LSU Student to burn U.S. flag in protest

A Louisiana State University student Benjamin Hass has taken the necessary steps to burn an American flag in a planned protest on campus.  A counter-protest is also planned one hour after the scheduled noon flag-burning by Cody Wells, the LSU student government president. The counter-protest will consist of reciting the Pledge of Allegiance and singing our National Anthem.

Flag burning has been ruled a form of protest protected by the first amendment.  Perhaps my sense of patriotism clouds my sensibilities at times.  I am an adamant supporter of freedom of speech and expression.  However, I personally draw the line at burning and desecrating the American flag in protest. 

I understand this form of protest to be a rejection of America.  A deep-seeded hatred for what the country stands for: our values, our way of life, and most importantly, our freedoms (I urge the reader to overlook this particular irony).  I can understand and would actually support the freedom to speak out against the government, government policies, and even our way of life.

But far too many lives have been lost under this flag and for everything it means to be disrespected, and by a citizen of this country no less.  To desecrate the flag is to desecrate the men and women of the armed forces who died fighting, and those Soldiers, Marines, Airmen, and Sailors who continue fight for America to this day, under this flag.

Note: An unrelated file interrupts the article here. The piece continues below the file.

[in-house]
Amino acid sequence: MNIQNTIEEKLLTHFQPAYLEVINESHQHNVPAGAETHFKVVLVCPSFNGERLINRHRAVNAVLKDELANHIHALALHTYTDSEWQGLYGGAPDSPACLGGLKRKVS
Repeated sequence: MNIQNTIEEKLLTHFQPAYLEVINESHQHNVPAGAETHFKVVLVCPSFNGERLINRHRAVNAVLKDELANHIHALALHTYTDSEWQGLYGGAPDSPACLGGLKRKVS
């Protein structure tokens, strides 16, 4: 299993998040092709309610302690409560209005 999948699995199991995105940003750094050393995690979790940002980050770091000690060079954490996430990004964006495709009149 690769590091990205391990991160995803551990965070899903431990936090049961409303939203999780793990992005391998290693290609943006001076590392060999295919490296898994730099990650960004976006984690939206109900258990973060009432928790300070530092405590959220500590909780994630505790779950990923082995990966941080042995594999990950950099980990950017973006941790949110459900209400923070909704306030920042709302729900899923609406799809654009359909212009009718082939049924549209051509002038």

1. To this LSU student who finds it necessary to stage this protest I have this to say: Nobody is keeping you here. You are free to leave this country at any time.

    • John Barron says:

      Perhaps he would find the governments of China, Iran, or Cuba more appealing. I hear those governments adore protestors.

  2. Terrance H. says:

    I think flag burning is ridiculous and disrespectful, but I do not think it should be illegal. People fought and died for more than just a flag.

    • John Barron says:

      I fully understand where you and others are coming from and it makes perfect sense that it is a form of governmental protest and we as a nation shouldn’t stifle protest against the government. And I admit I think it fits the American way of thinking about freedom.

      This is just my particular pet inconsistent belief. I believe in all kinds of freedoms our military fought for, this one though just rubs me the wrong way, you know? It’s not really something I ought to think is illegal given the entire scope of my political convictions, but for some reason, I think this manifestation ought to be banned.

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